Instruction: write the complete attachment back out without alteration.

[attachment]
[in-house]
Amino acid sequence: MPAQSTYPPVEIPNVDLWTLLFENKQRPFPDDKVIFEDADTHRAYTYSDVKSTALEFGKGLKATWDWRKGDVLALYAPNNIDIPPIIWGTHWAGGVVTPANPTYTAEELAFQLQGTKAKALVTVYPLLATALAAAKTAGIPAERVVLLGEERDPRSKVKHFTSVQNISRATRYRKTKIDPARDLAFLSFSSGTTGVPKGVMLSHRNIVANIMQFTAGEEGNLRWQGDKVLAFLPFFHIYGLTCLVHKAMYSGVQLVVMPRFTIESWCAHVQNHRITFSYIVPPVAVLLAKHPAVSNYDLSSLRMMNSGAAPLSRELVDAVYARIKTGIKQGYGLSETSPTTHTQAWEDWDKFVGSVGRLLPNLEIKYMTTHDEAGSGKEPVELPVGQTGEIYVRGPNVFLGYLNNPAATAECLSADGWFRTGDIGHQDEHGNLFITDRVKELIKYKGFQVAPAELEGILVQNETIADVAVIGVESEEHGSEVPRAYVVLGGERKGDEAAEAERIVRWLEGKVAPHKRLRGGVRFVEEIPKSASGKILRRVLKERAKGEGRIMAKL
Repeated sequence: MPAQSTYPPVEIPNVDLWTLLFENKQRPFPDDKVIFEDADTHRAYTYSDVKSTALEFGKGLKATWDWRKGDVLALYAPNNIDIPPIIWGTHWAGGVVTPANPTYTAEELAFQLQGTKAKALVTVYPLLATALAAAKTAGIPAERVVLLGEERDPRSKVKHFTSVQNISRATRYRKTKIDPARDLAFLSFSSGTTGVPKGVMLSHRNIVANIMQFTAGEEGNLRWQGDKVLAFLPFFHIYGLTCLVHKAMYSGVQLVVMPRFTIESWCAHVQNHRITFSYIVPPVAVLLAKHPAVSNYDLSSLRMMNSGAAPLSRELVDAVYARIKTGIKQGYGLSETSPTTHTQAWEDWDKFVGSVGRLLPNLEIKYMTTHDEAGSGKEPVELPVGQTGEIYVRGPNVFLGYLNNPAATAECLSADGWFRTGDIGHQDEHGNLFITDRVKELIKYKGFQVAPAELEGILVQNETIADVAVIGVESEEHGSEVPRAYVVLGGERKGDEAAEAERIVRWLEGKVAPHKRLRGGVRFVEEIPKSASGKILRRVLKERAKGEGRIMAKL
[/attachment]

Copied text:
[in-house]
Amino acid sequence: MPAQSTYPPVEIPNVDLWTLLFENKQRPFPDDKVIFEDADTHRAYTYSDVKSTALEFGKGLKATWDWRKGDVLALYAPNNIDIPPIIWGTHWAGGVVTPANPTYTAEELAFQLQGTKAKALVTVYPLLATALAAAKTAGIPAERVVLLGEERDPRSKVKHFTSVQNISRATRYRKTKIDPARDLAFLSFSSGTTGVPKGVMLSHRNIVANIMQFTAGEEGNLRWQGDKVLAFLPFFHIYGLTCLVHKAMYSGVQLVVMPRFTIESWCAHVQNHRITFSYIVPPVAVLLAKHPAVSNYDLSSLRMMNSGAAPLSRELVDAVYARIKTGIKQGYGLSETSPTTHTQAWEDWDKFVGSVGRLLPNLEIKYMTTHDEAGSGKEPVELPVGQTGEIYVRGPNVFLGYLNNPAATAECLSADGWFRTGDIGHQDEHGNLFITDRVKELIKYKGFQVAPAELEGILVQNETIADVAVIGVESEEHGSEVPRAYVVLGGERKGDEAAEAERIVRWLEGKVAPHKRLRGGVRFVEEIPKSASGKILRRVLKERAKGEGRIMAKL
Repeated sequence: MPAQSTYPPVEIPNVDLWTLLFENKQRPFPDDKVIFEDADTHRAYTYSDVKSTALEFGKGLKATWDWRKGDVLALYAPNNIDIPPIIWGTHWAGGVVTPANPTYTAEELAFQLQGTKAKALVTVYPLLATALAAAKTAGIPAERVVLLGEERDPRSKVKHFTSVQNISRATRYRKTKIDPARDLAFLSFSSGTTGVPKGVMLSHRNIVANIMQFTAGEEGNLRWQGDKVLAFLPFFHIYGLTCLVHKAMYSGVQLVVMPRFTIESWCAHVQNHRITFSYIVPPVAVLLAKHPAVSNYDLSSLRMMNSGAAPLSRELVDAVYARIKTGIKQGYGLSETSPTTHTQAWEDWDKFVGSVGRLLPNLEIKYMTTHDEAGSGKEPVELPVGQTGEIYVRGPNVFLGYLNNPAATAECLSADGWFRTGDIGHQDEHGNLFITDRVKELIKYKGFQVAPAELEGILVQNETIADVAVIGVESEEHGSEVPRAYVVLGGERKGDEAAEAERIVRWLEGKVAPHKRLRGGVRFVEEIPKSASGKILRRVLKERAKGEGRIMAKL